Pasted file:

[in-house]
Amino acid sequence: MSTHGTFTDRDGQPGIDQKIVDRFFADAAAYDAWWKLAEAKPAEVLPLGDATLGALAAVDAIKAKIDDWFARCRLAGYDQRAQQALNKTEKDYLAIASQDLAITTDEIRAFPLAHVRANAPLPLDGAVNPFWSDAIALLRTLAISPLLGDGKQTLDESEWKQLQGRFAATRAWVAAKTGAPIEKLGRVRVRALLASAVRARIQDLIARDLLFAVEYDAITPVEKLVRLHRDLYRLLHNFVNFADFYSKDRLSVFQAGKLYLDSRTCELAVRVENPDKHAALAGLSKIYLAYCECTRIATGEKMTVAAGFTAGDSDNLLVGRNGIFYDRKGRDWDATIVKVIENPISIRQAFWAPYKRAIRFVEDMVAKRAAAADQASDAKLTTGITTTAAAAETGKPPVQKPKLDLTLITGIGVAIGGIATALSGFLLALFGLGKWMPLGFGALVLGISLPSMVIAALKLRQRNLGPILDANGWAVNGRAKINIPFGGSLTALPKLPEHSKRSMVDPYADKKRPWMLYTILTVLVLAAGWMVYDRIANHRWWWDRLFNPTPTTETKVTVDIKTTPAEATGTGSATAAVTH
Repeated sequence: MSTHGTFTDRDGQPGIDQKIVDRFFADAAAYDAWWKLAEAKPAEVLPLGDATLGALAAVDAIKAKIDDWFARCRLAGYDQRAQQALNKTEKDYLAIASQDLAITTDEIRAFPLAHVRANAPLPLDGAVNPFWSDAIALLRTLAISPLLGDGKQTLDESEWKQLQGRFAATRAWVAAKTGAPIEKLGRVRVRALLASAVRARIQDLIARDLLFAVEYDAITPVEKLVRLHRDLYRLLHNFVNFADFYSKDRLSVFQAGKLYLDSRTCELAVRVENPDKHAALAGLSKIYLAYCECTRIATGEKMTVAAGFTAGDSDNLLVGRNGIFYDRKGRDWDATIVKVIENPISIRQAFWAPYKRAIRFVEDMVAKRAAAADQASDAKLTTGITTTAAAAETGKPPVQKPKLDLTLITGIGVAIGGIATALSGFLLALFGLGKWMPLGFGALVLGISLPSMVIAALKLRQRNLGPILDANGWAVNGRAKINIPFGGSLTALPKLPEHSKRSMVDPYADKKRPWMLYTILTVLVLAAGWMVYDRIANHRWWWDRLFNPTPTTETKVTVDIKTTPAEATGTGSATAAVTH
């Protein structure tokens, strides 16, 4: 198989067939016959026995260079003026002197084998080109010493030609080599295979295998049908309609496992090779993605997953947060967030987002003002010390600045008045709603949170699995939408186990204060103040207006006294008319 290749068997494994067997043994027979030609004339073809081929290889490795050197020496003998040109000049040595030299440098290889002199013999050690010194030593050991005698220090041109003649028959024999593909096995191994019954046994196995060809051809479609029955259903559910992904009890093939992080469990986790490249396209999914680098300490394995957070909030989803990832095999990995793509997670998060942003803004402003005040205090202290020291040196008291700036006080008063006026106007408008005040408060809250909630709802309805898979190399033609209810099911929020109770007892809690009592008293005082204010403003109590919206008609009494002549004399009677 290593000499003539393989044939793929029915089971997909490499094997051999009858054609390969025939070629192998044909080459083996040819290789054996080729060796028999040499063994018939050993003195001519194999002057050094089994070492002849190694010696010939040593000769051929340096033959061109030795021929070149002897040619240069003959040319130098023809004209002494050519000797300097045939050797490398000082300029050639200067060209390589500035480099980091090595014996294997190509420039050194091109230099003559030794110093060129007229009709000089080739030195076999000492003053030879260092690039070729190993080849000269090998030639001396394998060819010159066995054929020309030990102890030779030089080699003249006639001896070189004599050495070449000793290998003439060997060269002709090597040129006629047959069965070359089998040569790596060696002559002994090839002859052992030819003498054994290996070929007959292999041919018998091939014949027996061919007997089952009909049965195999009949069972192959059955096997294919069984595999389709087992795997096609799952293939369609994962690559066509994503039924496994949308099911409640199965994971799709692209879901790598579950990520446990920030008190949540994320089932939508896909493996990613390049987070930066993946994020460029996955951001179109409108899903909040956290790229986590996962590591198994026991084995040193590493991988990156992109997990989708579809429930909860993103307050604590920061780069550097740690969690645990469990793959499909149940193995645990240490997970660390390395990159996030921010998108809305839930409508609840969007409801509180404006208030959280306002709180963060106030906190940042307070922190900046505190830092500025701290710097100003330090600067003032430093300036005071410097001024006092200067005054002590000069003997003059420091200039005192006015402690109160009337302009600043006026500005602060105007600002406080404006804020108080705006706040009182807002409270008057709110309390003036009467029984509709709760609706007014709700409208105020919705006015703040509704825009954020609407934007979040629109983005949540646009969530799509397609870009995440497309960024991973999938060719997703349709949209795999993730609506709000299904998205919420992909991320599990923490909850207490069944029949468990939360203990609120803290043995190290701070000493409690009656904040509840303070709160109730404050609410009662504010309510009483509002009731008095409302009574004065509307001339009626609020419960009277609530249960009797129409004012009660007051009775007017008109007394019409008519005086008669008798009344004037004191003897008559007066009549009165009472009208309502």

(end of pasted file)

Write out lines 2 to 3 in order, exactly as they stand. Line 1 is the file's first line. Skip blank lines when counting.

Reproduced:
Amino acid sequence: MSTHGTFTDRDGQPGIDQKIVDRFFADAAAYDAWWKLAEAKPAEVLPLGDATLGALAAVDAIKAKIDDWFARCRLAGYDQRAQQALNKTEKDYLAIASQDLAITTDEIRAFPLAHVRANAPLPLDGAVNPFWSDAIALLRTLAISPLLGDGKQTLDESEWKQLQGRFAATRAWVAAKTGAPIEKLGRVRVRALLASAVRARIQDLIARDLLFAVEYDAITPVEKLVRLHRDLYRLLHNFVNFADFYSKDRLSVFQAGKLYLDSRTCELAVRVENPDKHAALAGLSKIYLAYCECTRIATGEKMTVAAGFTAGDSDNLLVGRNGIFYDRKGRDWDATIVKVIENPISIRQAFWAPYKRAIRFVEDMVAKRAAAADQASDAKLTTGITTTAAAAETGKPPVQKPKLDLTLITGIGVAIGGIATALSGFLLALFGLGKWMPLGFGALVLGISLPSMVIAALKLRQRNLGPILDANGWAVNGRAKINIPFGGSLTALPKLPEHSKRSMVDPYADKKRPWMLYTILTVLVLAAGWMVYDRIANHRWWWDRLFNPTPTTETKVTVDIKTTPAEATGTGSATAAVTH
Repeated sequence: MSTHGTFTDRDGQPGIDQKIVDRFFADAAAYDAWWKLAEAKPAEVLPLGDATLGALAAVDAIKAKIDDWFARCRLAGYDQRAQQALNKTEKDYLAIASQDLAITTDEIRAFPLAHVRANAPLPLDGAVNPFWSDAIALLRTLAISPLLGDGKQTLDESEWKQLQGRFAATRAWVAAKTGAPIEKLGRVRVRALLASAVRARIQDLIARDLLFAVEYDAITPVEKLVRLHRDLYRLLHNFVNFADFYSKDRLSVFQAGKLYLDSRTCELAVRVENPDKHAALAGLSKIYLAYCECTRIATGEKMTVAAGFTAGDSDNLLVGRNGIFYDRKGRDWDATIVKVIENPISIRQAFWAPYKRAIRFVEDMVAKRAAAADQASDAKLTTGITTTAAAAETGKPPVQKPKLDLTLITGIGVAIGGIATALSGFLLALFGLGKWMPLGFGALVLGISLPSMVIAALKLRQRNLGPILDANGWAVNGRAKINIPFGGSLTALPKLPEHSKRSMVDPYADKKRPWMLYTILTVLVLAAGWMVYDRIANHRWWWDRLFNPTPTTETKVTVDIKTTPAEATGTGSATAAVTH